Melbourne had won five out of their first seven games and were on top of the competition table. The Sea Eagles had won one from seven and were rooted to the bottom. But, this day, form going into the game didn’t mean anything in the end as Manly emerged triumphant.

    The game had looked like going according to form – at least in the first half. The Storm led 10-2 at halftime, following tries from Cooper Cronk and Marika Koroibete, but the home side didn’t score again and it was the Sea Eagles who stormed home in the rain.

    A try to Tom Symonds was converted by David Williams to reduce the deficit to 10-8 and then Williams scored a try himself with ten minutes to go to give the Sea Eagles a 12-10 win.

    Halfback Daly Cherry-Evans was great for Manly and it was a fabulous battle between he and Cronk on the day.

    But the celebrations for the victors were tempered by the fact popular forward Jamie Buhrer had torn his anterior cruciate ligament and would be out for the rest of the season. It was his second such injury in less than a year.

    Manly Sea Eagles half Daly Cherry-Evans passing

    2012 . . . Dragons snatch victory from the jaws of defeat
    This was one straight off the top shelf of incredible comebacks, never-say-die efforts, and late steals – whatever you want to call it, it was superb.

    Four minutes to go at Allianz Stadium and the Sydney Roosters have an eight-point lead over St George Illawarra. Game over, right? Even if the Dragons come back with one try, they haven’t got time to get another, right?


    After the Roosters had increased their lead to 24-16 through a Braith Anasta penalty goal, the Dragons went for a short kick-off and came up trumps by regathering. There was life in them yet, but they still needed to come up with pretty much a football miracle. Could it be? Yes.

    Jason Nightingale, who had regathered the kick-off, put Matt Prior over for a try soon after. Jamie Soward converted from the sideline to make it 24-22 and suddenly the Roosters were entitled to be getting a little nervous. But, still, the odds were with them, right?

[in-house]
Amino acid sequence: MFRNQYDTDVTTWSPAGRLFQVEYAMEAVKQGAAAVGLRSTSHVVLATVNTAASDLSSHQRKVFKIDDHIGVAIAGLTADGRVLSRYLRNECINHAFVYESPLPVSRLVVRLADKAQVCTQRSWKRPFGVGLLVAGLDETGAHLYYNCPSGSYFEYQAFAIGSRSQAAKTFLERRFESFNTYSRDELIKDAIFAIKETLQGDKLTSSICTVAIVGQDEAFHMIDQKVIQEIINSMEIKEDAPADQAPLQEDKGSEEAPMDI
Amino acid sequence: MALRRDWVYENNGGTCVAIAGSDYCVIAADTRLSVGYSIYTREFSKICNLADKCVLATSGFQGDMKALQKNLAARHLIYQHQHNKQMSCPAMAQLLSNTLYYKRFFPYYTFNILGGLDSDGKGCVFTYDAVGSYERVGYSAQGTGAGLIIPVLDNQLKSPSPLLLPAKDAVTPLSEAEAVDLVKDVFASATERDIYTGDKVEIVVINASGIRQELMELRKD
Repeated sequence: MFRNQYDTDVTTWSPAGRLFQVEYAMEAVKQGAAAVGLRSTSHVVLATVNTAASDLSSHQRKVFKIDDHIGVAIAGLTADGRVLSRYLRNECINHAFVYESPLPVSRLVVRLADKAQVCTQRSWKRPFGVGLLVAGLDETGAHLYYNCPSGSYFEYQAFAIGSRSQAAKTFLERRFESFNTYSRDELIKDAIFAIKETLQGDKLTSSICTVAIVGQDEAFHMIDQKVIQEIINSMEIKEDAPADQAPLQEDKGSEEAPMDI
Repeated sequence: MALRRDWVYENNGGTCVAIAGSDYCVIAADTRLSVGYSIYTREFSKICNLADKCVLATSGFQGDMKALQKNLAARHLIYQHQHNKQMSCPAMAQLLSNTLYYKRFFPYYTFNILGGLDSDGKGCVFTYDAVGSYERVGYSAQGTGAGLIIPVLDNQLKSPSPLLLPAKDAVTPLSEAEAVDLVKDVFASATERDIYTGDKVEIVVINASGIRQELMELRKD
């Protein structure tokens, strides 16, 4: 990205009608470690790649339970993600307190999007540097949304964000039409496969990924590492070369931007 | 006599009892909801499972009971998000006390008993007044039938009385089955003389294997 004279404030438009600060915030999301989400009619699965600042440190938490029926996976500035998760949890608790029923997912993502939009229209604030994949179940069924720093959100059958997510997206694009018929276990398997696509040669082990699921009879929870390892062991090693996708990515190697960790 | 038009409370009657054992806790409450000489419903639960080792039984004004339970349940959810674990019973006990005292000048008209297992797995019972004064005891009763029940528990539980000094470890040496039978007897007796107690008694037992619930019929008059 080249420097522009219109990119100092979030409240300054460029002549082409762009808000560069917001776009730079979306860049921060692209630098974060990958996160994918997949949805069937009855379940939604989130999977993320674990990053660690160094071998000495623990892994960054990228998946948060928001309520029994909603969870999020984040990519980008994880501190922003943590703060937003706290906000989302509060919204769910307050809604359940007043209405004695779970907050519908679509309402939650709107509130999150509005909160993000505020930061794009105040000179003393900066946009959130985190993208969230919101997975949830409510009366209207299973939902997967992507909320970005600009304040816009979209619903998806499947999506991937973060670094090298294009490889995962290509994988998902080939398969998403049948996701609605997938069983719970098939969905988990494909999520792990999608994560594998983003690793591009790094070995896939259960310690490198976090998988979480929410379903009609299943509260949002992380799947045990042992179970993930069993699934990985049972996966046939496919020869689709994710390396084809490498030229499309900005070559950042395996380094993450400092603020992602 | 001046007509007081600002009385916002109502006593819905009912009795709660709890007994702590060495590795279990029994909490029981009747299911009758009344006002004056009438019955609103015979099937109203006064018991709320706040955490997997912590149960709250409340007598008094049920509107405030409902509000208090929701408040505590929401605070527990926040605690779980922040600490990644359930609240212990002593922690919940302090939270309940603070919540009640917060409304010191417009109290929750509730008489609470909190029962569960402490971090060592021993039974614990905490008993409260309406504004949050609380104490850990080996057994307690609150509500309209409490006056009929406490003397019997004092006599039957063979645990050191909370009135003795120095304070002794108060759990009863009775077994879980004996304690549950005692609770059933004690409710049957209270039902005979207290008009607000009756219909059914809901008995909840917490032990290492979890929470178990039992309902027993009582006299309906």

Well, the odds might have been with them, but not the football gods.

    The Dragons made it a long way downfield from their set after the kick-off and Nightingale became a major factor again, kicking a loose ball into the in-goal and forcing a Roosters drop-out. Four tackles later and inside the final minute, Ben Creagh scored a try and the Dragons won, 28-24.

    The players and their fans celebrated wildly and after defeat had looked certain just a few minutes earlier it turned into a magnificent way for Ben Hornby to break Dragons legend Norm Provan’s record of 257 first-grade games in front of a packed house of 40,164 fans.

    2009: Not even 90 minutes can separate the Storm and Warriors
    When 80 minutes of football isn’t enough to find a winner in the NRL we tack on another ten and the fans weren’t complaining when the clash between Melbourne and the Warriors at Olympic Park went to golden point extra-time.

    The Storm had led 10-6 at halftime on a rainy day, but by the end of regulation time it was 14-14 and rival halfbacks Cooper Cronk and Stacey Jones had already traded unsuccessful field goal attempts.

    It appeared as if Lance Hohaia had dramatically broken the deadlock in favour of the Warriors when the ball went between the posts from his field goal attempt in the final minute of extra-time, but there was more drama to come.